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When it Hits the Fan: What Do Creators Owe Fans?

Fans are a very dangerous group to court – although I suppose that’s implied, what with the word being an abbreviation of “fanatic”. Sure, they’ll follow a particular project with zeal and enthusiasm that most producers could only dream of, and (perhaps) prove an invaluable marketing tool in this era of the viral campaign – at the very least, they are more likely to invest a lot more money in your product than a regular consumer. However, that investment comes with a downside – one that I wonder how much creators ultimately end up resenting. To call it “demand” perhaps understates the matter – after all, plenty of non-fanatic movie fans wait for the big blockbusters of the year – but there tends to be a note of what is best described as “possessiveness” or “entitlement” that comes with a large invested fan group. And is that necessarily a good thing? Do these fans feel that these creators “owe” them something for their extended loyalty? Is it fair to demand that from any producer or writer or director?

Heated fan disagreements sometimes get out of hand...

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The Fish Bites Back: James Cameron & Piranha 3D

I kinda sorta almost want to see Piranha 3D. Not because I think it will be good, you see, but because I genuinely want some cheap, visceral 3D action. After all, what’s the point of 3D if it’s simply adding several layours to your 2D watching experience. I realise this makes me sound like an uncultured slob (which, let’s face it, if the glove fits…) but I really want to see a tacky exploitative bit of 3D cinema where things fly out of the screen at me a make me jump out of my seat. It’s not a feeling I’m particularly proud of, but it’s there. Anyway, James Cameron seems to hate me, and people like me. When asked about Piranha 3D, he offered this snippet:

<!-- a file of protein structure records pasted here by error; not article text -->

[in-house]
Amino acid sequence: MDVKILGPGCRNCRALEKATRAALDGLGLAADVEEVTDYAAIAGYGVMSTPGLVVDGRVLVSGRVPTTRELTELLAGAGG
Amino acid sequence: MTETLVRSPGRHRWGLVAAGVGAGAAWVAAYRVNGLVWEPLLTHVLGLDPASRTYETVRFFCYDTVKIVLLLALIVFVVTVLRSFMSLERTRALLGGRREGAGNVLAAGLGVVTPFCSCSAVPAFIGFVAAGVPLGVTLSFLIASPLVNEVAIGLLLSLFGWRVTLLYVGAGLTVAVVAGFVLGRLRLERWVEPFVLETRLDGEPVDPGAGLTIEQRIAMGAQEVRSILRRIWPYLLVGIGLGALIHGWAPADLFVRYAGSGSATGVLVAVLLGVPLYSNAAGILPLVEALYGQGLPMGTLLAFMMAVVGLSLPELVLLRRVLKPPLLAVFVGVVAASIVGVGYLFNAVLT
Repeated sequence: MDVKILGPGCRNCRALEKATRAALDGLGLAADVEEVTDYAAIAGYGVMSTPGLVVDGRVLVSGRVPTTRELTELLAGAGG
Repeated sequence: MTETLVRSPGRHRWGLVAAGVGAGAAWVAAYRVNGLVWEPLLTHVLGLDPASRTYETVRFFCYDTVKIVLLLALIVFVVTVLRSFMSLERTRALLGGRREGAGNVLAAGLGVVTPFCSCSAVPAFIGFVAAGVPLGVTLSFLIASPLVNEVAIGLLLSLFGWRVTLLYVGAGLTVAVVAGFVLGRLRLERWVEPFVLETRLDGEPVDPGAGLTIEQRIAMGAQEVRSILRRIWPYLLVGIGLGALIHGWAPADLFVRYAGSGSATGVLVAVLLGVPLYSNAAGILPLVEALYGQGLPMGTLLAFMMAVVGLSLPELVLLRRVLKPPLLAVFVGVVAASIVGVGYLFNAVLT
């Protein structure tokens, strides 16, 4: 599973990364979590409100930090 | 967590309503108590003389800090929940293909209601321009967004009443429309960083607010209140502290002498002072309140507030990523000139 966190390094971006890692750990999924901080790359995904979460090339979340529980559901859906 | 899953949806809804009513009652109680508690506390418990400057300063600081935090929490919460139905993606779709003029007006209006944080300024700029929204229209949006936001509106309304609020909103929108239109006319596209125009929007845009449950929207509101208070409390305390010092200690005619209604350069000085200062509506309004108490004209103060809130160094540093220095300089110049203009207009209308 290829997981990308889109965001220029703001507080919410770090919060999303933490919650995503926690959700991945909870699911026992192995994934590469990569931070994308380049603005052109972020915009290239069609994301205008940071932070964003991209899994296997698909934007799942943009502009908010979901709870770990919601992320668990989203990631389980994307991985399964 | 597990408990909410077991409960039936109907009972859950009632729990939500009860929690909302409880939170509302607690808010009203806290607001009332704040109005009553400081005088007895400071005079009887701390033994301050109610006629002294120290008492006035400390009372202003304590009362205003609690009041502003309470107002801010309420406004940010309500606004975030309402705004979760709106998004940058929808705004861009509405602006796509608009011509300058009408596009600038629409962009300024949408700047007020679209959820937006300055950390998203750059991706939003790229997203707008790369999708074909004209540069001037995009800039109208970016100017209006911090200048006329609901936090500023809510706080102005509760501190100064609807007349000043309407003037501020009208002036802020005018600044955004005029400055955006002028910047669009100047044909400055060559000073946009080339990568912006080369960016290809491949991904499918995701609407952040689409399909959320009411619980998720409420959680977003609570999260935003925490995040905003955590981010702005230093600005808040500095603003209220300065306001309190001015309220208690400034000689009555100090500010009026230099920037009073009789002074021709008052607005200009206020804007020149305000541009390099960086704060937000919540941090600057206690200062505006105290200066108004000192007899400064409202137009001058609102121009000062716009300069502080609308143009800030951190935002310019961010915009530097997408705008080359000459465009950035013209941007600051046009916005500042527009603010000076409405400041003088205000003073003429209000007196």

I tend almost never to throw other films under the bus, but that is exactly an example of what we should not be doing in 3-D. Because it just cheapens the medium and reminds you of the bad 3-D horror films from the 70s and 80s, like Friday the 13th 3-D. When movies got to the bottom of the barrel of their creativity and at the last gasp of their financial lifespan, they did a 3-D version to get the last few drops of blood out of the turnip. And that’s not what’s happening now with 3-D. It is a renaissance—right now the biggest and the best films are being made in 3-D. Martin Scorsese is making a film in 3-D. Disney’s biggest film of the year — Tron: Legacy — is coming out in 3-D. So it’s a whole new ballgame.

Okay, I can’t quite argue with that, but it still seems a little bit harsh.

From the looks of it, what James Cameron wants to do to Piranha 3D...

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Matthew Goode on Making Bad Films…

It’s turgid. I just know that there are a lot of people who will say it is the worst film of 2010. [The location] was the main reason I took it – so that I could come home at the weekends. It wasn’t because of the script, trust me. I was told it was going to be like The Quiet Man with a Vaughan Williams soundtrack, but in the end it turned out to have pop music all over it. … Was it a bad job? Yes, it was. But, you know, I had a nice time and I got paid.

– Matthew Goode on Leap Year

It’s rare to hear an actor being so candid about a film that met with… less than stellar reception. On one hand I admire the guy’s honesty in speaking out, but on the other I kinda wonder if he really has the right to label the movie as ‘turgid’ after starring in it and whether ‘I got paid’ is really a justification for inflicting that racist romantic comedy upon mankind.

Look on my works ye mighty and despair...

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